Monday, May 23, 2022

A Conversation With a Cop

Annamaria on Monday

This past Saturday, on my way home from the farm market in Union Square, I saw that University Place was lined with barriers.  There were squads of policemen here and there on the edges of the square and squad cars parked all around. For New Yorkers this could mean only one thing, an event - a parade or a bicycle rally or a planned demonstration – all of which are pretty common in NYC in the fine weather months.

So I did what New Yorkers do.  I walked up to the nearest policeman to ask him what was up. The ensuing conversation was informative and moving, so much so that I decided to share it here.

"Good morning Officer," I said. "What's happening today."

"A dance parade," the officer answered. He was young, maybe mid to late 20s, fair-skinned, and perhaps blond under his spiffy regulation-issue cop hat.  He had a slight  accent, and the name on his tag was Eastern European - Polish, perhaps, or Ukrainian.

While I was feeling sorry for the dancers about to parade on what threatened to become an August-hot day, the officer gave me a wan smile.  "Something nice for me for a change," he said.

"Where are you normally stationed?" I asked.

"The Bronx.  The South Bronx."

We sighed in unison.  "A tough place to live," I said tentatively.

He nodded vehemently. "Really hard. It can get crazy.  So much domestic violence. Last week a kid who looked 10 years old flip me a bird for no reason whatsoever."

"He was talking to the uniform," I said.  And immediately regretted it.

''I was in the hospital yesterday with a gunshot wound. I didn't know if he was a bad guy or just a victim.  It's the victims that get to you."

"I feel bad for you and for the people who have no place else to live." He nodded in agreement, and I continued, "I think it's 10% of the population that's gone off the rails and make it miserable for everybody."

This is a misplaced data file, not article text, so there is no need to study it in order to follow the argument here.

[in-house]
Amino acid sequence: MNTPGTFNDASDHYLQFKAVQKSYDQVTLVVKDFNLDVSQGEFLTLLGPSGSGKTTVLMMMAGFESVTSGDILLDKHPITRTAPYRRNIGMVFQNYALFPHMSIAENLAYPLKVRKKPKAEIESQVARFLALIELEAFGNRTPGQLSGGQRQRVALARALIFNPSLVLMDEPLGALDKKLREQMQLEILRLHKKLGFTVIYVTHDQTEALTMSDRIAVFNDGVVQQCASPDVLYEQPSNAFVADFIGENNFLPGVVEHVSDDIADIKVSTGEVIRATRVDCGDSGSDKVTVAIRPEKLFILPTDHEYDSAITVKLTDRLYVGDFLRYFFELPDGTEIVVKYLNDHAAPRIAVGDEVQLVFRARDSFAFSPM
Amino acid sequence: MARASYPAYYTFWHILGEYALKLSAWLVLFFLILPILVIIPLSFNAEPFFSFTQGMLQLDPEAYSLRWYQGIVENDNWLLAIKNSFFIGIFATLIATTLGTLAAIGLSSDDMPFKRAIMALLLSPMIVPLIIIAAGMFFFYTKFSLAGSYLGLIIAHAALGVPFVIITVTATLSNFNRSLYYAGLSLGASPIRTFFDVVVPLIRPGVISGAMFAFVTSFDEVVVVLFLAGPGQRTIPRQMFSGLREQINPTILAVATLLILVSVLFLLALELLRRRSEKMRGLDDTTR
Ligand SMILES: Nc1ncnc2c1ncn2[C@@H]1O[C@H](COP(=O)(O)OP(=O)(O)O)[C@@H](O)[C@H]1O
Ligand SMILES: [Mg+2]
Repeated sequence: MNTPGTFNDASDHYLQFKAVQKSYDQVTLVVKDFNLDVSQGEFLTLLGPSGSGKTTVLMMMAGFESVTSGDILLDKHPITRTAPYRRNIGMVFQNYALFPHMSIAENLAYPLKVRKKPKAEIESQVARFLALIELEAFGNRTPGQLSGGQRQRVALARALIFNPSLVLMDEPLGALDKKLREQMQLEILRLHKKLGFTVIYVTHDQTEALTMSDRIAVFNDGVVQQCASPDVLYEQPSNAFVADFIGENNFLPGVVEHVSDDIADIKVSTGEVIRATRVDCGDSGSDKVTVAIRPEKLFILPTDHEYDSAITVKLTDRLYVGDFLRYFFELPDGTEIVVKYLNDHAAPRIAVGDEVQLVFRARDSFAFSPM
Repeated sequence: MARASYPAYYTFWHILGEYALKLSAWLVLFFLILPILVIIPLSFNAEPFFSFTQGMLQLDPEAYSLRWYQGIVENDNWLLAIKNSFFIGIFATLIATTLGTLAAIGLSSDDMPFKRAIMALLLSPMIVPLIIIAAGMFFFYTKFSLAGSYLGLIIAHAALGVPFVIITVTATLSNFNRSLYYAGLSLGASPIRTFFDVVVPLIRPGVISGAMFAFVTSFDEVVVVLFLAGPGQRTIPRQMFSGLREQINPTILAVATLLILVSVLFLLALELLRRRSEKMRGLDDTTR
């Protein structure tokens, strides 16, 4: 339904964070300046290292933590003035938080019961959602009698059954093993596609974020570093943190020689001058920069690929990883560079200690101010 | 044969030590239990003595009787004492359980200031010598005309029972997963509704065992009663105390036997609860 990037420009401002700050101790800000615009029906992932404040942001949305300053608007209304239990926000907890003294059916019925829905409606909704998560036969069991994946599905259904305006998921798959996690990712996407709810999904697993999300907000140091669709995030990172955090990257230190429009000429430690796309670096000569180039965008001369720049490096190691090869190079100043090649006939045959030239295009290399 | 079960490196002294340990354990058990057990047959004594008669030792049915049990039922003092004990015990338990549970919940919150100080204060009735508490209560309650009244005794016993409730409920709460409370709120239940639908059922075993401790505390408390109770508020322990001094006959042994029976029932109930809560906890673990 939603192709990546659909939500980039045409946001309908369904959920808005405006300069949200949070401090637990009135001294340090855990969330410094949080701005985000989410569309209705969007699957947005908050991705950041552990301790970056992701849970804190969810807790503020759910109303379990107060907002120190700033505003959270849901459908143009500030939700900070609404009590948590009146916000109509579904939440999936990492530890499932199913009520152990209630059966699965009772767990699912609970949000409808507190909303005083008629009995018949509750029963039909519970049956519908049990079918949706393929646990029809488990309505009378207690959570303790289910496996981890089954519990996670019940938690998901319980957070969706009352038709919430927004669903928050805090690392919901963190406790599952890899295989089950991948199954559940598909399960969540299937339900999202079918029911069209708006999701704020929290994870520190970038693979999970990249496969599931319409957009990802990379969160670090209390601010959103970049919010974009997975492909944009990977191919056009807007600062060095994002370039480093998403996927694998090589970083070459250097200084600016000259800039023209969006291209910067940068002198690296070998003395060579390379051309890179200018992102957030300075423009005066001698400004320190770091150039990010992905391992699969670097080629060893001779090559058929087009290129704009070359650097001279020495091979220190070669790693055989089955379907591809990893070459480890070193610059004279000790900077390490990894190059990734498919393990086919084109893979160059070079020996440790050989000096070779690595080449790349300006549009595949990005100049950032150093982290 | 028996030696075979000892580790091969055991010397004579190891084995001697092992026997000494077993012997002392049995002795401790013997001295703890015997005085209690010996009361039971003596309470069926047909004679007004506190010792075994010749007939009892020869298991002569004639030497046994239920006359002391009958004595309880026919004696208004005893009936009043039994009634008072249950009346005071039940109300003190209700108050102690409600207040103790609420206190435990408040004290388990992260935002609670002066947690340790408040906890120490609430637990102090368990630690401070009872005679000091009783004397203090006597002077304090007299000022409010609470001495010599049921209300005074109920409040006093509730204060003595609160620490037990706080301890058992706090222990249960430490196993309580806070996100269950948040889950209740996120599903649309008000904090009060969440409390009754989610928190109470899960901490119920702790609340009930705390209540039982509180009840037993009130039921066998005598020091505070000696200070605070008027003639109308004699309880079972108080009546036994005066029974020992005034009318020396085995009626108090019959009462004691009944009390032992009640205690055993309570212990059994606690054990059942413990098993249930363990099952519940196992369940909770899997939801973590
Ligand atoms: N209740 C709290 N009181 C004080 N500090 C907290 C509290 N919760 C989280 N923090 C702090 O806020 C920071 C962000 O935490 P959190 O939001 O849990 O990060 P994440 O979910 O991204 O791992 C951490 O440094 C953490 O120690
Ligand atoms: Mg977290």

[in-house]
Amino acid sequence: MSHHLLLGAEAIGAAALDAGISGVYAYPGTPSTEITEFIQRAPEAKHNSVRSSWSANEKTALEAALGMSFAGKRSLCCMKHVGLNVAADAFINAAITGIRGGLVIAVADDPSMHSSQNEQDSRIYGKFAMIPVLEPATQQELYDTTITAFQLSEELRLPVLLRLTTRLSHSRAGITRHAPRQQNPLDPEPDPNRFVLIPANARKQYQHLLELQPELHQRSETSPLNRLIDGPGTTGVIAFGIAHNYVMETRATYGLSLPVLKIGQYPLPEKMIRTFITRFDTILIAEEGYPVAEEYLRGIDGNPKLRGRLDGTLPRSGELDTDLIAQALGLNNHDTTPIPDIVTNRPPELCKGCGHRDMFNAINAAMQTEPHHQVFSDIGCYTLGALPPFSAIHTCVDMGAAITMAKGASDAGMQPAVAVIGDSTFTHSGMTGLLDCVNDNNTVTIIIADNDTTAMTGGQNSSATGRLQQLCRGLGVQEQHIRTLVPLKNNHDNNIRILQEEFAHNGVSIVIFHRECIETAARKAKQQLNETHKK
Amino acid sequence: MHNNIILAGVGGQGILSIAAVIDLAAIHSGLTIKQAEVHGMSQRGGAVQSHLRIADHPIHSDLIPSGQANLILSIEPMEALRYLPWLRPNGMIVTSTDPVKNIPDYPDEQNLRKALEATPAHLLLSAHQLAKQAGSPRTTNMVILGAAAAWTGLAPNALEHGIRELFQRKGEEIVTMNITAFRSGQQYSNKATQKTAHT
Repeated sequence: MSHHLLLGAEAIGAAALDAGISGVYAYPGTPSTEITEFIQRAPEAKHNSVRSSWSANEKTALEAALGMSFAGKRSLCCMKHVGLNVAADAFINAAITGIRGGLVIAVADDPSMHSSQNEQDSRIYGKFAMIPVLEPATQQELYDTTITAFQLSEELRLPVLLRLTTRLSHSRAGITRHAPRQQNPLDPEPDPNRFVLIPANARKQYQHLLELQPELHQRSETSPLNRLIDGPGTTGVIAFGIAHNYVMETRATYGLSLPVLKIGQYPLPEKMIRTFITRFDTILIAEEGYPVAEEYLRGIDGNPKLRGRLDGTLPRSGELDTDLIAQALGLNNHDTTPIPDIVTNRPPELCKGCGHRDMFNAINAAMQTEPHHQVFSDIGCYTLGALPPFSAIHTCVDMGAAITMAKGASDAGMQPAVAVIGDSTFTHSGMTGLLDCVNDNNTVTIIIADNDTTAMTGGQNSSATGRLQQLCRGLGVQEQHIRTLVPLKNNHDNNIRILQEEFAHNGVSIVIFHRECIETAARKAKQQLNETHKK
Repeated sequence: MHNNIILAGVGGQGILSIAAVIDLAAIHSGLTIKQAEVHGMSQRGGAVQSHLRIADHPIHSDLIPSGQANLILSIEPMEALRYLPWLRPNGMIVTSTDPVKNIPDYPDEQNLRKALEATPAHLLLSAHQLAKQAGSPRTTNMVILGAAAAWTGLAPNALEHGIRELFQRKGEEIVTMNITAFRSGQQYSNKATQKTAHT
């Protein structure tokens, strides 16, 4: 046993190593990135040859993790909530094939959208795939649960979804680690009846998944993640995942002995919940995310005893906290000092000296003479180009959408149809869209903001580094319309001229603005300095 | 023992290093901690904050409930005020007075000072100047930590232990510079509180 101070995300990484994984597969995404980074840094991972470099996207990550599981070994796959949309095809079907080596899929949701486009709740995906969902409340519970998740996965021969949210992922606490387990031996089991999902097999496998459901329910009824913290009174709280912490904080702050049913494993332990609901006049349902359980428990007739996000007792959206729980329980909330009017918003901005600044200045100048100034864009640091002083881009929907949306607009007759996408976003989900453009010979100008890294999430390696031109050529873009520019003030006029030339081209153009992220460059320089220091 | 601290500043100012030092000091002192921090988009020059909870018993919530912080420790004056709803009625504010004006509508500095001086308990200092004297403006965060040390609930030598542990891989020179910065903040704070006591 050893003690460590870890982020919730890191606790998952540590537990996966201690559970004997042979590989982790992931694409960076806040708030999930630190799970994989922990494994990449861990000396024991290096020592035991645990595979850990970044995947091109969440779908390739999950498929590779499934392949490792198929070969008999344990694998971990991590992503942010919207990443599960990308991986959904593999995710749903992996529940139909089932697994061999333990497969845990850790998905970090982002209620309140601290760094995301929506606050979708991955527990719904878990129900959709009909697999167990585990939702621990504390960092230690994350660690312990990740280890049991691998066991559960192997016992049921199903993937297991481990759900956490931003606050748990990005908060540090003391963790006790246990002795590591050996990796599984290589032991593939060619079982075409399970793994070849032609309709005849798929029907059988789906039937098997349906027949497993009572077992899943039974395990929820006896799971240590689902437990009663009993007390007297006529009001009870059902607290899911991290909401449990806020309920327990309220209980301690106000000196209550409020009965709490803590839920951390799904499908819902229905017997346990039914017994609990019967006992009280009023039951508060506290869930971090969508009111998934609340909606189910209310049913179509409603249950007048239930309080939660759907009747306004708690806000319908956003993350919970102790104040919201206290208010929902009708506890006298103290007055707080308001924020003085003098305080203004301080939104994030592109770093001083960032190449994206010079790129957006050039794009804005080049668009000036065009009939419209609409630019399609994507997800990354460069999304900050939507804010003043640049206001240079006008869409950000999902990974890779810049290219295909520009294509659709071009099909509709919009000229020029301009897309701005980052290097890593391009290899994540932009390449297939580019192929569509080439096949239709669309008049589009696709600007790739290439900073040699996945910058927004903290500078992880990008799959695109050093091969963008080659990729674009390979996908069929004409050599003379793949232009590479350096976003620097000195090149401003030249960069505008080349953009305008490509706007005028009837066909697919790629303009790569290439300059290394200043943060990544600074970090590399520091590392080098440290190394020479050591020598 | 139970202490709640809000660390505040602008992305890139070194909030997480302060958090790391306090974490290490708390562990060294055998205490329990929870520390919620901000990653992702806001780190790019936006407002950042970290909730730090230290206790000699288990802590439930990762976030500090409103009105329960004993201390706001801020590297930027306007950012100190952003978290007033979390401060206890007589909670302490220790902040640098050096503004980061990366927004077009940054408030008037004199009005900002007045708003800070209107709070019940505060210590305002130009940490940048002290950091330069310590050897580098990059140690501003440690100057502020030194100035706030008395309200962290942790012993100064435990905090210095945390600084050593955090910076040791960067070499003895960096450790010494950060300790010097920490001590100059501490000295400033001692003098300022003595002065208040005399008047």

"Less than that," he said. "Maybe half that, but they ruin it for everybody."

I was in the process of saying that I thought all most people want is a decent life, enough to eat, a little music… Then, his cell phone buzzed.  He shrugged one shoulder and started to move toward the squad car parked nearby. "Take very good care of yourself please," I said.

"Thank you," he said. "And thank you for the conversation."

"Thank you.  And thank you for your service."

He waved good-bye.


  1. Thank you for this sweet and touching piece.

  2. Thank you, Ovidia. It had the effect on you that I hoped for. It's become too hard, in my country, for people to talk to one another calmly and sympathetically. Officer D. (I'll call him) and I, in those few minutes, found a modicum of mutual understanding. A little drop in the bucket of balm that the whole world seem to need at this moment.

  3. At times, it can seem like half the world has gone made, but one on one, MOST people are decent people.

    1. Thank you, EvKa. I've probably said this to you before. My father taught me this: "If you trust everybody, you will be right 95% of the time. Officer D's guess at the percentage was the same when it comes to the ratio of good people in the South Bronx!

  4. "[A]ll most people want is a decent life, enough to eat, a little music." Yep.

    1. What I said to EvKa, Bro. The worst of the evil 5% to me are people greedy for power. To achieve their ends, they sow discord that yields a harvest that includes 18-year-olds who dream of executing people for buying groceries while black.